"We do not know of the Rhine."

Translation:Wir kennen den Rhein nicht.

1/13/2013, 9:57:05 PM

24 Comments


https://www.duolingo.com/freidinb

Why is "Wir kennen nicht den Rhein" an incorrect translation?

6/14/2013, 2:54:10 AM

https://www.duolingo.com/dnovinc
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Because if you’re negating the entire idea of the sentence, or the verb itself, then nicht should go as far toward the end as possible.

more about this: http://www.nthuleen.com/teach/grammar/negationexpl.html

11/5/2013, 12:48:42 PM

https://www.duolingo.com/Iker74
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I think the solution above should be accepted in the context of: Q: Do you know the Rhein or the Danube? A: We do not know the Rhein (but we do know the Danube)

7/11/2014, 12:05:40 AM

https://www.duolingo.com/legX
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I think the German sentence would be "We do not know the Rhine", why is there a "of" ?

1/13/2013, 9:57:05 PM

https://www.duolingo.com/fuzzy889

In German, "know of" and "know" are both simply "kennen". "Ich kenne den Mann nicht" could both mean "I don't know the man" and "I don't know of the man". In this case, since you cannot personally "know" a river, the English translation can only be "know of the Rhine".

4/20/2013, 9:29:39 AM

https://www.duolingo.com/Soglio
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Actually, In English, there is a distinction, even for a river.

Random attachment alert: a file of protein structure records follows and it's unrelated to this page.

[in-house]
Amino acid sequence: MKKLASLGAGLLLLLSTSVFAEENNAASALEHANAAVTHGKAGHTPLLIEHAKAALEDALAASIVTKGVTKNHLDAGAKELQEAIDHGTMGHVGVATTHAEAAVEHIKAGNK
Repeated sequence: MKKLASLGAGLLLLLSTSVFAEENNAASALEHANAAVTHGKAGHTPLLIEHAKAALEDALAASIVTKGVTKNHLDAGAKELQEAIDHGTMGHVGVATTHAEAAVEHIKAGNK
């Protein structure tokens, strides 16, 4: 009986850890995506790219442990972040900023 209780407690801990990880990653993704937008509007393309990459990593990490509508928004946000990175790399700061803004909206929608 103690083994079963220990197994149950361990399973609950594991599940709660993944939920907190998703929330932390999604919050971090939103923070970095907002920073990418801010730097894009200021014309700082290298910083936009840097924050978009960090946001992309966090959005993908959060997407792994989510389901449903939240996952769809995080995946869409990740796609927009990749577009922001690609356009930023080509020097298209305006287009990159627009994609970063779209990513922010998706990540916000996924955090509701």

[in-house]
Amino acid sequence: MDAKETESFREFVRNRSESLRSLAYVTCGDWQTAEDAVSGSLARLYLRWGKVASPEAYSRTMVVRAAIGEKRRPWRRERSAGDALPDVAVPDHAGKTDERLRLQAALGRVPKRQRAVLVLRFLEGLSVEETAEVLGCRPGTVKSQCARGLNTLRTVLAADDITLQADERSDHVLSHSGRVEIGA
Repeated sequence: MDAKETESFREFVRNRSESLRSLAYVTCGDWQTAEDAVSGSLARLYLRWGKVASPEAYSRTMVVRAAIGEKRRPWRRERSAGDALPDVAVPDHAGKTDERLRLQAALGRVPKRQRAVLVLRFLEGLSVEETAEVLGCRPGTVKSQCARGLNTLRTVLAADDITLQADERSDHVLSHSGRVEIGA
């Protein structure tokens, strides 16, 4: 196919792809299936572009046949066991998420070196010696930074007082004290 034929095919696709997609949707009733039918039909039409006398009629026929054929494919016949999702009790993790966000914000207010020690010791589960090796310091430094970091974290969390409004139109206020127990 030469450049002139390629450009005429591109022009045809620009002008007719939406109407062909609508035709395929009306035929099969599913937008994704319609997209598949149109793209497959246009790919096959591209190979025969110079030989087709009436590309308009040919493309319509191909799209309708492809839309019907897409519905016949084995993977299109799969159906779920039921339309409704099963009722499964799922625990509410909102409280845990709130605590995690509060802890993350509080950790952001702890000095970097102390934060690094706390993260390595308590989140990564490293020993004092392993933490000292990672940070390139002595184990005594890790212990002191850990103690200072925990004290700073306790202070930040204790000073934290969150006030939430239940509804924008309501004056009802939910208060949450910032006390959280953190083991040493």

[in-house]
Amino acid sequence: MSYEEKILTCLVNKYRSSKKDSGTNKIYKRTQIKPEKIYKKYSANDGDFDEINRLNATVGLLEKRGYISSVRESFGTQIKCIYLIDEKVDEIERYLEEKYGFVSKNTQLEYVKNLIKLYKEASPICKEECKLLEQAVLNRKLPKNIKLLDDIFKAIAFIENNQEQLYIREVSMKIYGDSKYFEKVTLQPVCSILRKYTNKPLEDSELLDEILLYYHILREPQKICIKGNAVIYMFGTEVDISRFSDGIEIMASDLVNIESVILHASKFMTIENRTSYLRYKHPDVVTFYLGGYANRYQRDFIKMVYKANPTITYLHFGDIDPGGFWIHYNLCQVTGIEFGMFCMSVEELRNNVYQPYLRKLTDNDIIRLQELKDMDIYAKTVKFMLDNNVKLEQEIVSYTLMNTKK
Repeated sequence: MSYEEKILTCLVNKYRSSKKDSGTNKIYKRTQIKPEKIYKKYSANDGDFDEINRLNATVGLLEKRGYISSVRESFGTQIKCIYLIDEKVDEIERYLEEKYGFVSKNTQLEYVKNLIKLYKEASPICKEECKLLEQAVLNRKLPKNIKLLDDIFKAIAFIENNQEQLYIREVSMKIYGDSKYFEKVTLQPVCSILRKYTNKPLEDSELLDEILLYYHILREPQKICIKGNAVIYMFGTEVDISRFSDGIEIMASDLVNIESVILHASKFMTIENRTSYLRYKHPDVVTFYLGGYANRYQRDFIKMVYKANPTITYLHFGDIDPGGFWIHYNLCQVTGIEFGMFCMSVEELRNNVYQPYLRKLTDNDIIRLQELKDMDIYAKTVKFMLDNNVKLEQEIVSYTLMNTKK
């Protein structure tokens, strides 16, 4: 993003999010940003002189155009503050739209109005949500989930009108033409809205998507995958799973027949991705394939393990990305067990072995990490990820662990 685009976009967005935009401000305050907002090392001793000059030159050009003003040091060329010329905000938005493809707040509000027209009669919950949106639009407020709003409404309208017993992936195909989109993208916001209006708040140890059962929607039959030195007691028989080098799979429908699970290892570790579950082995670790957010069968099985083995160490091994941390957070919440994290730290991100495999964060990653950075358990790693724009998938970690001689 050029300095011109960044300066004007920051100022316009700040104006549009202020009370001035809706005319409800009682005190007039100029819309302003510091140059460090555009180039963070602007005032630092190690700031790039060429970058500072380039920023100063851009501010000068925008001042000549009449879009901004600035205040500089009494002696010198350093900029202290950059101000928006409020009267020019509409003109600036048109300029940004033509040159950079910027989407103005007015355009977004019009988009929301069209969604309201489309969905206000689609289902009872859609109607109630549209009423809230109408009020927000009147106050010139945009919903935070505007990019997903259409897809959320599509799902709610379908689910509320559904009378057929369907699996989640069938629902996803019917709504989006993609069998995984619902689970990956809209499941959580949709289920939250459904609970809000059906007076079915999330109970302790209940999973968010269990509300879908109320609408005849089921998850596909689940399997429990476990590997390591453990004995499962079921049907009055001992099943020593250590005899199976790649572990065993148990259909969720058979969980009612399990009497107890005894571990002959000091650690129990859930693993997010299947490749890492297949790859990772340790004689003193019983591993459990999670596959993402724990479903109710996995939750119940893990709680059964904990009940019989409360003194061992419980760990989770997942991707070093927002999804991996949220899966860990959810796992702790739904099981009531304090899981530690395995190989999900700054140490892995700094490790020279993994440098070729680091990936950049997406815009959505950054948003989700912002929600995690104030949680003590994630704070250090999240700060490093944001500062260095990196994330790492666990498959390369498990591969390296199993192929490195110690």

"I know of the Rhine." = I have heard of this river [but may never seen it].

"I know the Rhine" indicates a familiarity; for example, "I have travelled the length of the river many times, and recognize every bend and twist."

8/11/2013, 3:02:17 PM

https://www.duolingo.com/ArvindhMani
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Agree with this. It's exactly like I've heard of this song versus I've heard this song.

12/2/2014, 6:10:44 AM

https://www.duolingo.com/Klara-Ilona
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@ Soglio, I had one doubt: why ... "I know...of the Rhine". Thanks a lot for your explanation, which shows me the difference. Your comment made me curious to look what there is about a trip on the Rhine.

1840 veröffentlichte Victor Hugo seine Rheinreise. / 1840 Victor Hugo published his Rhine journey.

Source: in German.: wikipedia Rheinromantik https://de.wikipedia.org/wiki/Rheinromantik ...//...

In English : Rhine romanticism
https://en.wikipedia.org/wiki/Rhine_romanticism

(Text in German) ....Victor Hugos Rheinreise (Rhine journey) von Dagmar Aversano-Schreiber http://www.regionalgeschichte.net/fileadmin/Superportal/Bibliothek/Autoren/Aversano-Schreiber/Rheinreise-Victor-Hugos.pdf

Here Victor Hugo describes his Rhine journey in French: "Le Rhin : lettres à un ami" (380 pages) http://booksnow1.scholarsportal.info/ebooks/oca10/10/lerhinlettresun02hugo/lerhinlettresun02hugo.pdf

I hope that it is possible to open the long links, if anyone has interest.

8/17/2016, 4:10:33 AM

https://www.duolingo.com/legX
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Thank you... but then what is the difference in English between "know" and "know of", and how can I guess from the German which it is ? thx.

4/20/2013, 10:40:25 AM

https://www.duolingo.com/fuzzy889

"to know of something" means to be aware of its existence. "to know something/someone" means to be personally aquainted with. Example: "I know him" = "He and I are friends", "I know of him" = "I am aware that he exists". In German, the context decides which meaning is inferred.